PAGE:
KODIAK — The Alaska Legislature will cut the budget for the Alaska Aerospace Corp. by 25 percent if it doesn’t sign a long-term contract to launch rockets from its Kodiak Launch Complex.
The contract must be signed by March 31.
Lawmakers put this catch into the corporation’s funding during the last legislative session, the Kodiak Daily Mirror reported. That would be on top of a 1 percent funding cut, or $80,000, in this year’s budget.
If the 25 percent cut becomes a reality, the level of state funding would be below what corporation officials said would be necessary to maintain the launch complex and keep the corporation viable.
“I concurred with the challenge that we need to produce a customer in the next fiscal year,” said Alaska Aerospace Corp. CEO Craig Campbell. “They actually gave us a little breathing room.”
The state created the Alaska Aerospace Corp. in 1991 to develop an aerospace sector for Alaska’s economy, and the Kodiak Launch Complex was built to compete with Vandenberg Spaceport in California.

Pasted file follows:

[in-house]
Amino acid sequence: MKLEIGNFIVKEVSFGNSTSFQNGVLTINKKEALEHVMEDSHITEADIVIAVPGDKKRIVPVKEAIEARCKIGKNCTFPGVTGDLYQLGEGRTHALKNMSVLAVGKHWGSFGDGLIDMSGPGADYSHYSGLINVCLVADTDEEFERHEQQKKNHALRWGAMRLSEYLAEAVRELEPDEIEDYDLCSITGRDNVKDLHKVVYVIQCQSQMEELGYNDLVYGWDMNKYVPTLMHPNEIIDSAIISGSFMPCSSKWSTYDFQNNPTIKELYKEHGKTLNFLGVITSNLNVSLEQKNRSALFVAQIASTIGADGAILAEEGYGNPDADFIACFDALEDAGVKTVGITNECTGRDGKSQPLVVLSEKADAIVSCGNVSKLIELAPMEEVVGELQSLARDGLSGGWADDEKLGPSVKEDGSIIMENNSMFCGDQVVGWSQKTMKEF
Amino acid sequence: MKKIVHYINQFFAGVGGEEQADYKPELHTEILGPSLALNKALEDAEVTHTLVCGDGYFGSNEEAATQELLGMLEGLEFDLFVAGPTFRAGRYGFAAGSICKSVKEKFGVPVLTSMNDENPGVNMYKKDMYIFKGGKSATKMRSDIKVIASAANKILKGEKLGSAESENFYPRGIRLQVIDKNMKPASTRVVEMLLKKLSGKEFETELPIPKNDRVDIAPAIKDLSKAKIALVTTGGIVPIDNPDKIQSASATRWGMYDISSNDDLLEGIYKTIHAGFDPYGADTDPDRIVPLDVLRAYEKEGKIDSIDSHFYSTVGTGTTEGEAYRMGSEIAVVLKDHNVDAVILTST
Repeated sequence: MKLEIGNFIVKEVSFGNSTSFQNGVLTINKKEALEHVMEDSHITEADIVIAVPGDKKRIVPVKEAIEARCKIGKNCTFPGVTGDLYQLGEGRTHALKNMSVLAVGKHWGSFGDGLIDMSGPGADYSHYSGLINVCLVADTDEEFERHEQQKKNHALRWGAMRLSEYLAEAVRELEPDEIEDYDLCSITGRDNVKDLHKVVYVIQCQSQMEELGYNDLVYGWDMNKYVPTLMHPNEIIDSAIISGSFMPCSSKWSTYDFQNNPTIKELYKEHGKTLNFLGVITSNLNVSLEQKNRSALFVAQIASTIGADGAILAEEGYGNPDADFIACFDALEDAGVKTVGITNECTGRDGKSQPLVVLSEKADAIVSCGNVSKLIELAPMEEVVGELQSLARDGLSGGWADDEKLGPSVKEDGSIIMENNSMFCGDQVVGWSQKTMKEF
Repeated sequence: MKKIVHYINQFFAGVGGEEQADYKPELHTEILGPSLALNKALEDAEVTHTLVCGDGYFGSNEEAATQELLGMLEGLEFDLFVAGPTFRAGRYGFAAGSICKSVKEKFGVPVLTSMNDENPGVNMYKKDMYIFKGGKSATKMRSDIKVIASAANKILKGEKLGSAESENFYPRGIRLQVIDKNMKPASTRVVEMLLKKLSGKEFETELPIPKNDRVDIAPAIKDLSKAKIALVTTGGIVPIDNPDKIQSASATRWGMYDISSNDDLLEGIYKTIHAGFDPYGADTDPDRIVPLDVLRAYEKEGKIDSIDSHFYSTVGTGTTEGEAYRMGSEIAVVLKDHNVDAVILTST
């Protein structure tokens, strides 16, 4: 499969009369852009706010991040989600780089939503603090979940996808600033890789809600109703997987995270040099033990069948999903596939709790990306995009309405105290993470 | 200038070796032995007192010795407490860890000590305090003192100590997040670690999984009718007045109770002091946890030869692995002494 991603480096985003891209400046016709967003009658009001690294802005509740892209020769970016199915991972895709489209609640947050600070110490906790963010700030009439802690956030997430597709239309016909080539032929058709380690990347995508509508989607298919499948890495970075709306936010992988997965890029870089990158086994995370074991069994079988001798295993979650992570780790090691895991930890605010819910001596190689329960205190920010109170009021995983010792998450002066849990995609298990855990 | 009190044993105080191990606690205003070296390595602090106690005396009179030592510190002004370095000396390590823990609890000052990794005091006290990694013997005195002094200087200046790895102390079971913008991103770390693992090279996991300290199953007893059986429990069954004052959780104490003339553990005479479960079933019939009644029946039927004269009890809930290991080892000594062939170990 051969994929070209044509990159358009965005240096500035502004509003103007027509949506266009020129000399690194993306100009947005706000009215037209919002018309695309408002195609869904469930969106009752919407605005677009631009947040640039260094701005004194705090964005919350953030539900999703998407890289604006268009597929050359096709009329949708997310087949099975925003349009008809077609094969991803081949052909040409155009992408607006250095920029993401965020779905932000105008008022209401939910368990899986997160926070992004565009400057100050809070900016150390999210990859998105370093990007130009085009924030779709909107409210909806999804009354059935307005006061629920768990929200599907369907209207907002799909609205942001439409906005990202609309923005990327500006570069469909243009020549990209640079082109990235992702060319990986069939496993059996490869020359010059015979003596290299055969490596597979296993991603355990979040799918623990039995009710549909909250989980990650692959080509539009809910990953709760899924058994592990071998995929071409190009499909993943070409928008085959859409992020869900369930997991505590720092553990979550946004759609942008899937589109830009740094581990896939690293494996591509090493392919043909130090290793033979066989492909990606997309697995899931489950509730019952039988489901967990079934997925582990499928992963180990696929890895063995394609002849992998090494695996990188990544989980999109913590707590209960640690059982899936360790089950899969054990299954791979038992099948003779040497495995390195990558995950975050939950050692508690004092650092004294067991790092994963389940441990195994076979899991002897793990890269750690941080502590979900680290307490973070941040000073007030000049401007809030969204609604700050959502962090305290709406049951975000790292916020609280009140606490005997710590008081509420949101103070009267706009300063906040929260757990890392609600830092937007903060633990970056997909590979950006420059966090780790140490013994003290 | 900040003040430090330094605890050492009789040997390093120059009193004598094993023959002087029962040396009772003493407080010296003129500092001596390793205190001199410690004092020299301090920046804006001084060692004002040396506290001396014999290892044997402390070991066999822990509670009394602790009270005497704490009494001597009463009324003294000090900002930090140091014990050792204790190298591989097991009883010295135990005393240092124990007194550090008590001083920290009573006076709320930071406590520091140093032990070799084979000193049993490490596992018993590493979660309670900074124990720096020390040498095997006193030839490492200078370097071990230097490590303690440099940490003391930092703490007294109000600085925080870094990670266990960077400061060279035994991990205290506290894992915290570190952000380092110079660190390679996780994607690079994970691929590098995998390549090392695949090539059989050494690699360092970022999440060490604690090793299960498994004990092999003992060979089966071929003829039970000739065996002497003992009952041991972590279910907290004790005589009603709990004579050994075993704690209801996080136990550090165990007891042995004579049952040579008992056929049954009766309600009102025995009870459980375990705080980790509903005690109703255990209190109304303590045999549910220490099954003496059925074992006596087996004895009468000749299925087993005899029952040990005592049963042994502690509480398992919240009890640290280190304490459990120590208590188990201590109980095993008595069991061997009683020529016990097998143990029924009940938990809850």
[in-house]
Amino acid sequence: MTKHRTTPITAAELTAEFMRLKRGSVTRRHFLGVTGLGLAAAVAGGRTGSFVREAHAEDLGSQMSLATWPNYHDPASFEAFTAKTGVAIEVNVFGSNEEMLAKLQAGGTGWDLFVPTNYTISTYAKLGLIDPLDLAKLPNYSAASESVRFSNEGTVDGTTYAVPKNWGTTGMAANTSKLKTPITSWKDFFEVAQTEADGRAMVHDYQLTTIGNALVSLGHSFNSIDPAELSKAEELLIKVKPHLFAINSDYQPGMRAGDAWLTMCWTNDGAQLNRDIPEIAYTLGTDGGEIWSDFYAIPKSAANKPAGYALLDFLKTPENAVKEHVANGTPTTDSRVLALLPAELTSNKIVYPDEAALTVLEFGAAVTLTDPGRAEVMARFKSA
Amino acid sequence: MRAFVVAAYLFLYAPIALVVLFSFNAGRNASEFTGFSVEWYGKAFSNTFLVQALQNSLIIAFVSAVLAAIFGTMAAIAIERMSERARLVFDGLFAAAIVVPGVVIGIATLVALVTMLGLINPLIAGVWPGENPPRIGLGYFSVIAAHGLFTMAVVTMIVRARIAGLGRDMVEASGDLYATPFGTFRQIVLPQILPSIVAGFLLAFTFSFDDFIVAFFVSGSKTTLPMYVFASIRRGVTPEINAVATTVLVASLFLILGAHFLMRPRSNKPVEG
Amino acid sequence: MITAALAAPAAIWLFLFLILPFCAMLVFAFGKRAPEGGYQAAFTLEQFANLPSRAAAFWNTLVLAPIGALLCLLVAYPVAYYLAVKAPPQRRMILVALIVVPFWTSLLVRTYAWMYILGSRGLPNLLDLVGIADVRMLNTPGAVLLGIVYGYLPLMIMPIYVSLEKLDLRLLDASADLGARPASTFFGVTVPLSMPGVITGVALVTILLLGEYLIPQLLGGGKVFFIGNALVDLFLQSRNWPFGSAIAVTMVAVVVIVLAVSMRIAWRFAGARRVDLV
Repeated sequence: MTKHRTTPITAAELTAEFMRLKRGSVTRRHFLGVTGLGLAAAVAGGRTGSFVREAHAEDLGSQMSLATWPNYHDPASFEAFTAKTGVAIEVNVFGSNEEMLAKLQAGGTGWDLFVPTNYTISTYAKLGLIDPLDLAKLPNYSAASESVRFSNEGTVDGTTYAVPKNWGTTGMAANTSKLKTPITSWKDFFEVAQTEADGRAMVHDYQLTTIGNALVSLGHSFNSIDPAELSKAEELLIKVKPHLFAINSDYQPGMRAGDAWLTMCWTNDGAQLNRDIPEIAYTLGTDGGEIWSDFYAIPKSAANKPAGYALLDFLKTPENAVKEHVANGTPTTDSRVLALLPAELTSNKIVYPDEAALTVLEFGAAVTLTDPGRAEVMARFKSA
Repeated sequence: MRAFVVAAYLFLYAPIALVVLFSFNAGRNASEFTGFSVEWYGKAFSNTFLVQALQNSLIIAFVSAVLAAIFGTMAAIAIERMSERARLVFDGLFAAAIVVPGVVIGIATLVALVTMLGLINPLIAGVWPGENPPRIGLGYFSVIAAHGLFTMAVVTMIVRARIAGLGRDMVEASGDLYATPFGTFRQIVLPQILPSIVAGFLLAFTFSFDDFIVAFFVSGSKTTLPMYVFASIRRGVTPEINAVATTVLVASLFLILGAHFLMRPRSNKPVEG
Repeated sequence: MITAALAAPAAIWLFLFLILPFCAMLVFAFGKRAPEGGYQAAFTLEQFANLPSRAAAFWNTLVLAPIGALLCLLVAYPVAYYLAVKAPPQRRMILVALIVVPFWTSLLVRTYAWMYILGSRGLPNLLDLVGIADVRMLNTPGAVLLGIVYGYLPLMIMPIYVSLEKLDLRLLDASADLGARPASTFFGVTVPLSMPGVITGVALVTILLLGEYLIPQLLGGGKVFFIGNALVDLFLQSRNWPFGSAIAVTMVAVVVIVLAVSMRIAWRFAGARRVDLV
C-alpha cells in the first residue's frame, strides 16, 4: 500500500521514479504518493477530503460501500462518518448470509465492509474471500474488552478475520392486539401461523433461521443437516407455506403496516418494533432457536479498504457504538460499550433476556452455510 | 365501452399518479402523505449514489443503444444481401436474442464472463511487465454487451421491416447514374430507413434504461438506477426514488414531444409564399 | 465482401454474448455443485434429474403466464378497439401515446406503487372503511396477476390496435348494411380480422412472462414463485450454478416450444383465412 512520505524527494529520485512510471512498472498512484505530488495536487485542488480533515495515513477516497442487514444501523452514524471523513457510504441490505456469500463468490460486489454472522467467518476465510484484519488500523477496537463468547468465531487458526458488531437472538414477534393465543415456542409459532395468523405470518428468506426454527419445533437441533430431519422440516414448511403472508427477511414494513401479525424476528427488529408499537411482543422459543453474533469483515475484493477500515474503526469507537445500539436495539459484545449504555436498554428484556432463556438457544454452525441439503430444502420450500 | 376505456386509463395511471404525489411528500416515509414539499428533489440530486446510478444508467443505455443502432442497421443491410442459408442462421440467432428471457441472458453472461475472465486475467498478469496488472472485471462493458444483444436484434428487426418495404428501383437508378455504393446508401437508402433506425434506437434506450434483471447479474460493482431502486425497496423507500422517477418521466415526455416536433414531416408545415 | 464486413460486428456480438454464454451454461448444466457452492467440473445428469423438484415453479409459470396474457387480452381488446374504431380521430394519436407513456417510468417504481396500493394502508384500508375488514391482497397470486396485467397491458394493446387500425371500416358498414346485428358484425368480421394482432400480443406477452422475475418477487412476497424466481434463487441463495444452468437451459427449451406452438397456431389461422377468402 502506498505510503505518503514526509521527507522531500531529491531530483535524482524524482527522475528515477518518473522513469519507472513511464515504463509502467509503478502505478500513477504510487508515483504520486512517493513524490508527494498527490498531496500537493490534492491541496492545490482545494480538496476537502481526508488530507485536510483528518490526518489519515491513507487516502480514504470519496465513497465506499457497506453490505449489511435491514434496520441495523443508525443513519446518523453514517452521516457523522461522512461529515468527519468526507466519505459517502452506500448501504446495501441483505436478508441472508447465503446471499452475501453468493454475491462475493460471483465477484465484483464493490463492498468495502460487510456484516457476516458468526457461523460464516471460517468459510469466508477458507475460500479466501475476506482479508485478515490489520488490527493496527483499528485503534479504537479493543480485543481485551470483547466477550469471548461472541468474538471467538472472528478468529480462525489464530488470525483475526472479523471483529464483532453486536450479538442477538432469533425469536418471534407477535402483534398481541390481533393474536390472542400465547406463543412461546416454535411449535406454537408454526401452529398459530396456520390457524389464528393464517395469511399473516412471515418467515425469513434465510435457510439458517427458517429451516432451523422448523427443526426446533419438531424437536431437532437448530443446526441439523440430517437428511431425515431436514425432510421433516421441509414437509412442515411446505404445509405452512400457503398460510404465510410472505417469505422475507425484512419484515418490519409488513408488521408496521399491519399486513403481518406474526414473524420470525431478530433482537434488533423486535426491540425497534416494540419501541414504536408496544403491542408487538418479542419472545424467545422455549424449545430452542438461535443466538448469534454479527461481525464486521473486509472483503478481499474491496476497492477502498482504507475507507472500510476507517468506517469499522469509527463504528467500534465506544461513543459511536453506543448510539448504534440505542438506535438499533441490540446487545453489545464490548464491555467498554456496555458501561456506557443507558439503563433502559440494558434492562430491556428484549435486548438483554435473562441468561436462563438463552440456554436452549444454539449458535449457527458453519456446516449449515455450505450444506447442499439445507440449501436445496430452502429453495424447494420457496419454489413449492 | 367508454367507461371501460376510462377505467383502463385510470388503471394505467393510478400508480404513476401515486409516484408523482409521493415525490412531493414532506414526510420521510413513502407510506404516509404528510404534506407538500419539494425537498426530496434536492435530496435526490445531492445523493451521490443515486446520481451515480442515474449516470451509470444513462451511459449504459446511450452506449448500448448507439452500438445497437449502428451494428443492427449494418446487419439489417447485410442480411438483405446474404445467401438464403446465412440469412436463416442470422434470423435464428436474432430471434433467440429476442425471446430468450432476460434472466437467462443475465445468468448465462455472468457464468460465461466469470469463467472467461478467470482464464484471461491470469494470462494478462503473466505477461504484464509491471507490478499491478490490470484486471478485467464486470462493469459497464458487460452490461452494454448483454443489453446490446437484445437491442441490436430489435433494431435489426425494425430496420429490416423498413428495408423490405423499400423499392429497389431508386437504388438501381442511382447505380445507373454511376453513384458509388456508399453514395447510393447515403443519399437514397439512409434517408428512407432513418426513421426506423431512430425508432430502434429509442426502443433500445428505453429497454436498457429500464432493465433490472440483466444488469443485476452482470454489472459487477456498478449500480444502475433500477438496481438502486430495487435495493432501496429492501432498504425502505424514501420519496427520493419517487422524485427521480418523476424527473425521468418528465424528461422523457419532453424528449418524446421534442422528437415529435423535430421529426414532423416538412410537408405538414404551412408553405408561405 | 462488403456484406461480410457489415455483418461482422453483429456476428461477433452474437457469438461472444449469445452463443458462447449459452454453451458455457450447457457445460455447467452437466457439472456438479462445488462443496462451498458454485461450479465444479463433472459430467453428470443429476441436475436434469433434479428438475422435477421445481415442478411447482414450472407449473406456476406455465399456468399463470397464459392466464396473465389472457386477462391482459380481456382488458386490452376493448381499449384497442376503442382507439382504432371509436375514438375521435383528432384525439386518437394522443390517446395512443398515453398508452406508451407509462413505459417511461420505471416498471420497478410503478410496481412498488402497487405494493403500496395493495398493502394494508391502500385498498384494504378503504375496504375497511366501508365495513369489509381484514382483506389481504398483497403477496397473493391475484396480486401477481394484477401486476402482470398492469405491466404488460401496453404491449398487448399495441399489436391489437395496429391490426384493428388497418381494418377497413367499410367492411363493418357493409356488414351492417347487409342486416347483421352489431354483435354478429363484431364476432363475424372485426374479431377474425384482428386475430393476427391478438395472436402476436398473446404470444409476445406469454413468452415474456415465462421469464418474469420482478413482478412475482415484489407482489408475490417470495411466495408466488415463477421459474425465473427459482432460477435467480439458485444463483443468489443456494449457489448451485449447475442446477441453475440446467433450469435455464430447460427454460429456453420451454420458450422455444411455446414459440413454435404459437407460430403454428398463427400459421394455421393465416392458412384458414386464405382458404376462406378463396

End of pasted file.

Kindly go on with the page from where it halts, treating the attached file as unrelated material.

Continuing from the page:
The corporation was able to pay for operations from its launches with federal grants. But for the past two years, the Alaska corporation has had to rely on state subsidies.
The state provided $4 million to the corporation in 2011 and $8 million last year, when Gov. Sean Parnell also approved $25 million to expand the Kodiak facility. The corporation also received $8 million this year in funding from the Legislature, minus the 1 percent decline in line with most other state agencies.
Rep. Alan Austerman, a member of the corporation’s board of directors, said some lawmakers’ patience is running out.
“We can’t just let it continue to go on and on and on,” the Kodiak Republican said.
The corporation is in talks with two companies for launches, but that would entail enlarging the facility. Officials are also negotiating with other companies to launch smaller rockets.
“I think I’m going to have one in the near term, this year,” Campbell said.
State Sen. Gary Stevens, R-Kodiak, predicts there will be successful projects and launches from Kodiak in the next two years.
“I think it’ll show that they’re in the market and they can successfully compete,” Stevens said.